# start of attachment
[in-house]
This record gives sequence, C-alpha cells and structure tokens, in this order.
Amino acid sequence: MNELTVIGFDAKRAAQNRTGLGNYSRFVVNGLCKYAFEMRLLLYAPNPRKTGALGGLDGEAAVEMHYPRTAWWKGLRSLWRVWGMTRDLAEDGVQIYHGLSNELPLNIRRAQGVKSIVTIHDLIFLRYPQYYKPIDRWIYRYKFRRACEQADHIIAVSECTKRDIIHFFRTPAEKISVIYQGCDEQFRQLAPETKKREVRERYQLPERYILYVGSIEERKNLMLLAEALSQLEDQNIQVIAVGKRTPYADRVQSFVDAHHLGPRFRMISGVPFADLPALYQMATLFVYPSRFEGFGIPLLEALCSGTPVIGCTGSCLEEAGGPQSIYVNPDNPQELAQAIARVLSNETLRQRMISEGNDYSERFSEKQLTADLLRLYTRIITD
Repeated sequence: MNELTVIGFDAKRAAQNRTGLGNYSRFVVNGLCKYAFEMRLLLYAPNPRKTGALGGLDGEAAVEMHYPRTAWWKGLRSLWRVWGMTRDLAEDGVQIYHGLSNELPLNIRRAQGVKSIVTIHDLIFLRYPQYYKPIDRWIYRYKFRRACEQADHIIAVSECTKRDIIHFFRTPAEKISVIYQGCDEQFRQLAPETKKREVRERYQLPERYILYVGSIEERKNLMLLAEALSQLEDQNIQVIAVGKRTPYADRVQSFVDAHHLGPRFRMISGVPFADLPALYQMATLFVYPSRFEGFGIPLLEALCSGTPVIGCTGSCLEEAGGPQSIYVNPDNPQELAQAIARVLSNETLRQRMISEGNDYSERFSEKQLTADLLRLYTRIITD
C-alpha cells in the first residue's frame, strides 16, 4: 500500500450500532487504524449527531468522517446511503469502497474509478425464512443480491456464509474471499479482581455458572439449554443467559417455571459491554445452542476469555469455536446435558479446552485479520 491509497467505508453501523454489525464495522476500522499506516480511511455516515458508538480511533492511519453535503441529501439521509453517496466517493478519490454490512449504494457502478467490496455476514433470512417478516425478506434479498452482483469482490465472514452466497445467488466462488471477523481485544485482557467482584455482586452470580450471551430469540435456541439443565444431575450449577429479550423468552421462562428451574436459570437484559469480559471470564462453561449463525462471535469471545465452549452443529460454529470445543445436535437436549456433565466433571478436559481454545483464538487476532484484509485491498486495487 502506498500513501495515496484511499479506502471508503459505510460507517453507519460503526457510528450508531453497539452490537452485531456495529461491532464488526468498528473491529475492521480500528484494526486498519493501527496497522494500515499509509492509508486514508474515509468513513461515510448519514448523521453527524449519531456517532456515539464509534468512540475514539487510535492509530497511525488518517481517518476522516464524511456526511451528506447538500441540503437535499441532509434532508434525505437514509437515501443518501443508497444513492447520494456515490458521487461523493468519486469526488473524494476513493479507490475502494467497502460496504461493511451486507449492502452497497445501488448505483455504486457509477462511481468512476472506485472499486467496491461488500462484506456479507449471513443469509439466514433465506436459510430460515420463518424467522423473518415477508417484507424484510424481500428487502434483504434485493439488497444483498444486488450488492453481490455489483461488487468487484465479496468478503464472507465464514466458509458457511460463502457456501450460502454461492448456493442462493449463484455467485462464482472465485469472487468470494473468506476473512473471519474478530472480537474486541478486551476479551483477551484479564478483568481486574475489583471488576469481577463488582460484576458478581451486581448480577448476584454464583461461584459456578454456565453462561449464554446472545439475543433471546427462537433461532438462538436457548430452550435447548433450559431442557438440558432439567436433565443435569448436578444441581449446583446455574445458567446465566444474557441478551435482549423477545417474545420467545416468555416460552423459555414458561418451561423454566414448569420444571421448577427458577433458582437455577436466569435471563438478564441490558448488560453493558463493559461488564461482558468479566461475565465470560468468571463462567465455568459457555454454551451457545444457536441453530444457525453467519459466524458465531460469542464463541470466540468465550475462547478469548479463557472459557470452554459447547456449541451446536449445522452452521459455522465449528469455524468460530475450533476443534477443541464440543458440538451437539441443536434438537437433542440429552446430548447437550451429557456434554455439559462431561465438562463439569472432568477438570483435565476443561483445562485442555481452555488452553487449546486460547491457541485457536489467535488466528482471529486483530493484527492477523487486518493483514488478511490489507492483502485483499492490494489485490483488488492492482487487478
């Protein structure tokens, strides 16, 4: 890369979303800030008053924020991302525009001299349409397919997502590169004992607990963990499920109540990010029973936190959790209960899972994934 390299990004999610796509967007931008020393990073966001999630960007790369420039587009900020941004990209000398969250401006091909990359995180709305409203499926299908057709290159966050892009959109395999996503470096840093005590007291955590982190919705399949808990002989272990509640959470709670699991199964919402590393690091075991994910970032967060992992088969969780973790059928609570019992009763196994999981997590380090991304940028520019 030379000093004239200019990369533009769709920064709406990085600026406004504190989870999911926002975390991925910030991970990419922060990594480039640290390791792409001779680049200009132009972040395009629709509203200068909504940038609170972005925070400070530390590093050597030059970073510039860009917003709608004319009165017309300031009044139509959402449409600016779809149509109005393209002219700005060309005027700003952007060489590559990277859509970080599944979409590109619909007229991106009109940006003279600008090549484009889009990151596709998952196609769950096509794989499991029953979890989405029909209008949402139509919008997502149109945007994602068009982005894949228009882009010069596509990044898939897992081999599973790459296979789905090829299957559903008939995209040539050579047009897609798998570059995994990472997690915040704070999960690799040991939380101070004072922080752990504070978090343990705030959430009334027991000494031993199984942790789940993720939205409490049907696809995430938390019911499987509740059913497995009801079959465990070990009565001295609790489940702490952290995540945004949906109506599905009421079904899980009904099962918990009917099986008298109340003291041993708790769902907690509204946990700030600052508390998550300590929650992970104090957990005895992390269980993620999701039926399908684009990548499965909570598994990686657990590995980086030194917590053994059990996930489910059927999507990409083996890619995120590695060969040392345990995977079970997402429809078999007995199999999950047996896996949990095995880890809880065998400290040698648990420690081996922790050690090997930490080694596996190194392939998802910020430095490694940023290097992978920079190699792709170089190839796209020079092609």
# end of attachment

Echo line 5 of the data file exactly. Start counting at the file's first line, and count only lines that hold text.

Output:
C-alpha cells in the first residue's frame, strides 16, 4: 500500500450500532487504524449527531468522517446511503469502497474509478425464512443480491456464509474471499479482581455458572439449554443467559417455571459491554445452542476469555469455536446435558479446552485479520 491509497467505508453501523454489525464495522476500522499506516480511511455516515458508538480511533492511519453535503441529501439521509453517496466517493478519490454490512449504494457502478467490496455476514433470512417478516425478506434479498452482483469482490465472514452466497445467488466462488471477523481485544485482557467482584455482586452470580450471551430469540435456541439443565444431575450449577429479550423468552421462562428451574436459570437484559469480559471470564462453561449463525462471535469471545465452549452443529460454529470445543445436535437436549456433565466433571478436559481454545483464538487476532484484509485491498486495487 502506498500513501495515496484511499479506502471508503459505510460507517453507519460503526457510528450508531453497539452490537452485531456495529461491532464488526468498528473491529475492521480500528484494526486498519493501527496497522494500515499509509492509508486514508474515509468513513461515510448519514448523521453527524449519531456517532456515539464509534468512540475514539487510535492509530497511525488518517481517518476522516464524511456526511451528506447538500441540503437535499441532509434532508434525505437514509437515501443518501443508497444513492447520494456515490458521487461523493468519486469526488473524494476513493479507490475502494467497502460496504461493511451486507449492502452497497445501488448505483455504486457509477462511481468512476472506485472499486467496491461488500462484506456479507449471513443469509439466514433465506436459510430460515420463518424467522423473518415477508417484507424484510424481500428487502434483504434485493439488497444483498444486488450488492453481490455489483461488487468487484465479496468478503464472507465464514466458509458457511460463502457456501450460502454461492448456493442462493449463484455467485462464482472465485469472487468470494473468506476473512473471519474478530472480537474486541478486551476479551483477551484479564478483568481486574475489583471488576469481577463488582460484576458478581451486581448480577448476584454464583461461584459456578454456565453462561449464554446472545439475543433471546427462537433461532438462538436457548430452550435447548433450559431442557438440558432439567436433565443435569448436578444441581449446583446455574445458567446465566444474557441478551435482549423477545417474545420467545416468555416460552423459555414458561418451561423454566414448569420444571421448577427458577433458582437455577436466569435471563438478564441490558448488560453493558463493559461488564461482558468479566461475565465470560468468571463462567465455568459457555454454551451457545444457536441453530444457525453467519459466524458465531460469542464463541470466540468465550475462547478469548479463557472459557470452554459447547456449541451446536449445522452452521459455522465449528469455524468460530475450533476443534477443541464440543458440538451437539441443536434438537437433542440429552446430548447437550451429557456434554455439559462431561465438562463439569472432568477438570483435565476443561483445562485442555481452555488452553487449546486460547491457541485457536489467535488466528482471529486483530493484527492477523487486518493483514488478511490489507492483502485483499492490494489485490483488488492492482487487478